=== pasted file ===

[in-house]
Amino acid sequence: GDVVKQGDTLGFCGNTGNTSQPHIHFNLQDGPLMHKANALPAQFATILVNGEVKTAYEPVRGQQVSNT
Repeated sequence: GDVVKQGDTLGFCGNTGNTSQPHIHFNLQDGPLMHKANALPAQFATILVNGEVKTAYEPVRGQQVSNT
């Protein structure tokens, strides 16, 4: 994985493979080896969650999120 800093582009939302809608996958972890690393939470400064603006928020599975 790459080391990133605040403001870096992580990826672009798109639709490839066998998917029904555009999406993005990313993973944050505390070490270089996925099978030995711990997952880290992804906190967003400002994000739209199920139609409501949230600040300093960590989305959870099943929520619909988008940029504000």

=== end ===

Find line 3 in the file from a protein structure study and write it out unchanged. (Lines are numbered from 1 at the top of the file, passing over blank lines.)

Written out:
Repeated sequence: GDVVKQGDTLGFCGNTGNTSQPHIHFNLQDGPLMHKANALPAQFATILVNGEVKTAYEPVRGQQVSNT